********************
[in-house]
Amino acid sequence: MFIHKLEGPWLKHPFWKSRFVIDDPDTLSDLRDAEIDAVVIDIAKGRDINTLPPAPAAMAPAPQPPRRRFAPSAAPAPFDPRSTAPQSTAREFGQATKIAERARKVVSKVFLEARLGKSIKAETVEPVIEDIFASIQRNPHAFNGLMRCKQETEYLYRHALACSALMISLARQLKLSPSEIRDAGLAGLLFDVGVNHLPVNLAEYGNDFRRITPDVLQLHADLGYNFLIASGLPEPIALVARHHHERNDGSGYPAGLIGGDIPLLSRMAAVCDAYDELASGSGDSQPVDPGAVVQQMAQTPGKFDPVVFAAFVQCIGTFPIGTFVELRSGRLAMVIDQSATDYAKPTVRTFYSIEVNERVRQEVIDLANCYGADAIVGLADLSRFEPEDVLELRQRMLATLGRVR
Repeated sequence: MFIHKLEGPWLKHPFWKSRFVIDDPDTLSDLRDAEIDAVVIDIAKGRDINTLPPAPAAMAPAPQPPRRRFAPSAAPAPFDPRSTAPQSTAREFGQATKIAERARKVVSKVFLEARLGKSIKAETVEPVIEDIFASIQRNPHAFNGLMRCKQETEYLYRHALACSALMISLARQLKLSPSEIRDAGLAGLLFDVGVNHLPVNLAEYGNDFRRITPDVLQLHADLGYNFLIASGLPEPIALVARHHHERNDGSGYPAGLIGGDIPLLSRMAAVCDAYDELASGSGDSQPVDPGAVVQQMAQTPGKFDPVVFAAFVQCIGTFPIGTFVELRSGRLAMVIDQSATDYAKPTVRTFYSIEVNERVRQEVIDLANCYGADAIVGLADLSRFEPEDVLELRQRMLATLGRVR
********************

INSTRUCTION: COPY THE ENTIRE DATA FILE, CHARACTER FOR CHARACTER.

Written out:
[in-house]
Amino acid sequence: MFIHKLEGPWLKHPFWKSRFVIDDPDTLSDLRDAEIDAVVIDIAKGRDINTLPPAPAAMAPAPQPPRRRFAPSAAPAPFDPRSTAPQSTAREFGQATKIAERARKVVSKVFLEARLGKSIKAETVEPVIEDIFASIQRNPHAFNGLMRCKQETEYLYRHALACSALMISLARQLKLSPSEIRDAGLAGLLFDVGVNHLPVNLAEYGNDFRRITPDVLQLHADLGYNFLIASGLPEPIALVARHHHERNDGSGYPAGLIGGDIPLLSRMAAVCDAYDELASGSGDSQPVDPGAVVQQMAQTPGKFDPVVFAAFVQCIGTFPIGTFVELRSGRLAMVIDQSATDYAKPTVRTFYSIEVNERVRQEVIDLANCYGADAIVGLADLSRFEPEDVLELRQRMLATLGRVR
Repeated sequence: MFIHKLEGPWLKHPFWKSRFVIDDPDTLSDLRDAEIDAVVIDIAKGRDINTLPPAPAAMAPAPQPPRRRFAPSAAPAPFDPRSTAPQSTAREFGQATKIAERARKVVSKVFLEARLGKSIKAETVEPVIEDIFASIQRNPHAFNGLMRCKQETEYLYRHALACSALMISLARQLKLSPSEIRDAGLAGLLFDVGVNHLPVNLAEYGNDFRRITPDVLQLHADLGYNFLIASGLPEPIALVARHHHERNDGSGYPAGLIGGDIPLLSRMAAVCDAYDELASGSGDSQPVDPGAVVQQMAQTPGKFDPVVFAAFVQCIGTFPIGTFVELRSGRLAMVIDQSATDYAKPTVRTFYSIEVNERVRQEVIDLANCYGADAIVGLADLSRFEPEDVLELRQRMLATLGRVR